In 2020, we released Ballotpedia Courts: State Partisanship, a study to discern the partisan balance on each of the country’s 52 courts of last resort. Of the 341 justices we studied, 52.5% recorded Republican Confidence Scores, 33.1% recorded Democratic Confidence Scores, and 14.4% recorded Indeterminate Confidence Scores. Click here to read that study.

Learn more about the Wisconsin Supreme Court election at the link below.

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The final state legislative election of 2022 

A new year brings with it new elections. But 2022 isn’t quite done with us—on Feb. 21, New Hampshire voters will decide the last 2022 state legislative race. Yes—you read that right. So, let’s get caught up on how we got here.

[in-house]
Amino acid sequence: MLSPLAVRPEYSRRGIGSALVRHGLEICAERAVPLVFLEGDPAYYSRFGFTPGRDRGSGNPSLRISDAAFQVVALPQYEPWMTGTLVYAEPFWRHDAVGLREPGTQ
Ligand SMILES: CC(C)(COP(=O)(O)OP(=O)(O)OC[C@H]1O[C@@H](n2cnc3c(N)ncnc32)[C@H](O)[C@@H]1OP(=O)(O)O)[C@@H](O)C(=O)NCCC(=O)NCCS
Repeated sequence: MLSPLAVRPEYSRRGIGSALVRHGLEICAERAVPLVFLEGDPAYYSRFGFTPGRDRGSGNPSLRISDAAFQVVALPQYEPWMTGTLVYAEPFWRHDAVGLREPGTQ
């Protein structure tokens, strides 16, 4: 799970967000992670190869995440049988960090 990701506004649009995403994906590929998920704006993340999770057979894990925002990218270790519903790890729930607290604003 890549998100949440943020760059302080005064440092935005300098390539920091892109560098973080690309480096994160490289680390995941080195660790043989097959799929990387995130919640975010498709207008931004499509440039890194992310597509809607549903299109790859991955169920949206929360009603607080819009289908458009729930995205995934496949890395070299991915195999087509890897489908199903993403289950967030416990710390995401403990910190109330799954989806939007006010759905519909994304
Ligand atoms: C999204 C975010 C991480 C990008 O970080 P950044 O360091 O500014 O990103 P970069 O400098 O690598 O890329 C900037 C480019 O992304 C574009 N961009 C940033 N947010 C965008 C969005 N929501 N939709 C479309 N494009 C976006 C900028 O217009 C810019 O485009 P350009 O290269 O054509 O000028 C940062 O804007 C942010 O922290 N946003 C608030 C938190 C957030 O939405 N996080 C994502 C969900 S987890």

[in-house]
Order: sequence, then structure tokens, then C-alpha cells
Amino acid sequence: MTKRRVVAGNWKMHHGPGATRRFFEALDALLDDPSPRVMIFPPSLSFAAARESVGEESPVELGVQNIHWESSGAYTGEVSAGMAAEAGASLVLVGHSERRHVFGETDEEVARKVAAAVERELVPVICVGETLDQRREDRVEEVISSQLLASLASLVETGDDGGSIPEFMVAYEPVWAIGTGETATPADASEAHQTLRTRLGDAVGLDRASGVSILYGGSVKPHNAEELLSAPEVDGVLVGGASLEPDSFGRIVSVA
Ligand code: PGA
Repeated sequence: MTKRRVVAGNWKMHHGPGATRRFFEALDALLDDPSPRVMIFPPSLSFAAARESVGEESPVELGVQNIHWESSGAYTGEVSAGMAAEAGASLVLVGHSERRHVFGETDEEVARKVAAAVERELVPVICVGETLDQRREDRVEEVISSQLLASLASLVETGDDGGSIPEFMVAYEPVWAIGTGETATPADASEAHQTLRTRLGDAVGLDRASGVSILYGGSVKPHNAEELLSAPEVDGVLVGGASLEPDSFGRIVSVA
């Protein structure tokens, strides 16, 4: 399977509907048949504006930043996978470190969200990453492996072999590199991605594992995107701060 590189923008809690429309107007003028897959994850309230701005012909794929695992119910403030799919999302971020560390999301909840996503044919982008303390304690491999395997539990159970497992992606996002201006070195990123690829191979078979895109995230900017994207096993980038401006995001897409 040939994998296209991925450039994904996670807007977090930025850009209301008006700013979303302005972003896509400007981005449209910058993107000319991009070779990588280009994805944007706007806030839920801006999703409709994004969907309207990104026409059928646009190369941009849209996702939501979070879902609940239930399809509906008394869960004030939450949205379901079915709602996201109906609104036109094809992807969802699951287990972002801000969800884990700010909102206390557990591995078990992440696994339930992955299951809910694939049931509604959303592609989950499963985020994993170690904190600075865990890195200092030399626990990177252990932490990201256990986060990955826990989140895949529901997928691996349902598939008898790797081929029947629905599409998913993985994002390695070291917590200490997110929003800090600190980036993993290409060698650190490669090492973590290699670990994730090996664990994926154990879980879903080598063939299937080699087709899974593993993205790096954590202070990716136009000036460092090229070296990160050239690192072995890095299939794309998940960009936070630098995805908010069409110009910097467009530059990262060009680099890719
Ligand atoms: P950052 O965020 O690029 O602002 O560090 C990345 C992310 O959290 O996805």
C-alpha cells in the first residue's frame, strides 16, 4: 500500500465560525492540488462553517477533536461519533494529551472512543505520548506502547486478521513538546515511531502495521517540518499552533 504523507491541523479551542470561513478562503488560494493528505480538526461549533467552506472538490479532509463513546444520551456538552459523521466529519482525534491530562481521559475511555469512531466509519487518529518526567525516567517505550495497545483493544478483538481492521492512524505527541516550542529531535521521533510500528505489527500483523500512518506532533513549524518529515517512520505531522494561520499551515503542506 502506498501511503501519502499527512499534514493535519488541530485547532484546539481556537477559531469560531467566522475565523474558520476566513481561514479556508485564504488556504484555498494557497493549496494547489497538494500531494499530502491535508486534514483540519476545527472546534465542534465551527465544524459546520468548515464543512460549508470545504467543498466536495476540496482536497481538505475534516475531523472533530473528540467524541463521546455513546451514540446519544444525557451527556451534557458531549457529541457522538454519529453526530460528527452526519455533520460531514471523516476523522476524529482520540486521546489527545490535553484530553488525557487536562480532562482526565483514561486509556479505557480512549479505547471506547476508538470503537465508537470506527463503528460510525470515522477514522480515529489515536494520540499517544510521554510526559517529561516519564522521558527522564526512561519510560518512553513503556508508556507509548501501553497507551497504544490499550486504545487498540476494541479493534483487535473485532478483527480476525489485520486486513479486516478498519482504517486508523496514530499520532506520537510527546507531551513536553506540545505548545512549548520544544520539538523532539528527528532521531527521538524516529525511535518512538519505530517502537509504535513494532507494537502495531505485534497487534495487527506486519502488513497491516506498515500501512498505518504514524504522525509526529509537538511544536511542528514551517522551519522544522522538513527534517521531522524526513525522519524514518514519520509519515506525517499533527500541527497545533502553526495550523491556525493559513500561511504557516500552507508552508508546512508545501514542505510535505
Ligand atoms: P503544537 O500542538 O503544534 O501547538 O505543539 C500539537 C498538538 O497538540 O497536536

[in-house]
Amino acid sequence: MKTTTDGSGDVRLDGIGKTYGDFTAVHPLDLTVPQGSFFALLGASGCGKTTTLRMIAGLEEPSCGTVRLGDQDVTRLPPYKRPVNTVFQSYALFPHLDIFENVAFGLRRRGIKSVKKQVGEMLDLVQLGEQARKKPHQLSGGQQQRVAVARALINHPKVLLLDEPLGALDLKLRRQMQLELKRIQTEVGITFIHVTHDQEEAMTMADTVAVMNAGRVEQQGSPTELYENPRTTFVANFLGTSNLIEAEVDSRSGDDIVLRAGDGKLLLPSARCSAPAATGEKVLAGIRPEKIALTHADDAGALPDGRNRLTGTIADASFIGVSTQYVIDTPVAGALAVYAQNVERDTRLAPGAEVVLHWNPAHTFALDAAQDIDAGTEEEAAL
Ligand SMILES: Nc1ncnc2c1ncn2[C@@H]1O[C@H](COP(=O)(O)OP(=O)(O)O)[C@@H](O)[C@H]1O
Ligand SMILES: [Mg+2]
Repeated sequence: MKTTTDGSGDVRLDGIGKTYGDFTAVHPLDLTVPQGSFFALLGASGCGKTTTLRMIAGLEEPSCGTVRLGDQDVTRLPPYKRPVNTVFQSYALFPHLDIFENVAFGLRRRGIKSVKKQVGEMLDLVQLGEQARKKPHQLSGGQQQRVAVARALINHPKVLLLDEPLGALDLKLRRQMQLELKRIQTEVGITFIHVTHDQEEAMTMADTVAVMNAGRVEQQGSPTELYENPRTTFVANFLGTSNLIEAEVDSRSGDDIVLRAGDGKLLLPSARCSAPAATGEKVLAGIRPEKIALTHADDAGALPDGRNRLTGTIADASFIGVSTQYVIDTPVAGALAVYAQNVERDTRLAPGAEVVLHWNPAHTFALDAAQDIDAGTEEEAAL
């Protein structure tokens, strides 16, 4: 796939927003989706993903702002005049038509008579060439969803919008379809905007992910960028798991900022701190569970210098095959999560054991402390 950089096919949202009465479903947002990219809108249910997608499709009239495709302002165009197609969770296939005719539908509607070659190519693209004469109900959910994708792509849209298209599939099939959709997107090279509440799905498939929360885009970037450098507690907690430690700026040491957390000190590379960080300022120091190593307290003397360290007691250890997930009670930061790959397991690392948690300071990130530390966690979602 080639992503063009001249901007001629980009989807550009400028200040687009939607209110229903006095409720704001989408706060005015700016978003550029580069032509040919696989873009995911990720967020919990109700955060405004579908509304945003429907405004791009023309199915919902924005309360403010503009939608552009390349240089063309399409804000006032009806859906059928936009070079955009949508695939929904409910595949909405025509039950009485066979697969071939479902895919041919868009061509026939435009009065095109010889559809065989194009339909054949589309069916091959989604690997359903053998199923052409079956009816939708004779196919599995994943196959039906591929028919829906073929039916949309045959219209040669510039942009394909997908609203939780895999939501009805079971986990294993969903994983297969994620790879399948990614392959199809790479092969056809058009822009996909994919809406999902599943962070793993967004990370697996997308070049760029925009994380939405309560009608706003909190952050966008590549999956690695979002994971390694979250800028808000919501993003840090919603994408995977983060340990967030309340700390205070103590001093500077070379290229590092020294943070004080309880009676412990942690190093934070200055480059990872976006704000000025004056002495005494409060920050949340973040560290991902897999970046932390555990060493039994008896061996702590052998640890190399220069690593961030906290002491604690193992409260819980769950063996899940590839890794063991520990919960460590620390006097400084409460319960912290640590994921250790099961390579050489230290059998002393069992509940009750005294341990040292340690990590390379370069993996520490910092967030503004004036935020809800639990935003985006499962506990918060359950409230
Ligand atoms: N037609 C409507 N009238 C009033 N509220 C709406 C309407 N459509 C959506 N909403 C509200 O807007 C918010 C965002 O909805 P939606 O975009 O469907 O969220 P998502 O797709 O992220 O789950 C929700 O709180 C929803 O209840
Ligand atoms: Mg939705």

• Incumbent Chuck Grassie (D) and David Walker (R) ran in the general election for New Hampshire’s House Stafford 8 on Nov. 8. 
  • In an election night count, Walker received 971 votes to Grassie’s 970.  
  • After a recount, both candidates received 970 votes—a draw. 
  • A new election was called for Feb. 21, 2023.

Under New Hampshire law, in the event of a tied legislative race, the New Hampshire General Court (the name of the state’s legislative body) either determines the winner or sets a process for deciding the winner.

Regarding the tied result, Grassie said, “this was not unexpected … We both ran good campaigns … and we’re both well-known in the community. We’ve known each other for over 30 years, both well-known in the ward, so it is what it is.”

The specific reasons for calling a redo election vary but can include anything from a tied vote to deliberate efforts to obscure results to mistakes like a broken voting machine.

While New Hampshire’s redo election will not affect control of the state House, it will determine the extent of Republican control in the 400-member chamber, the nation’s largest.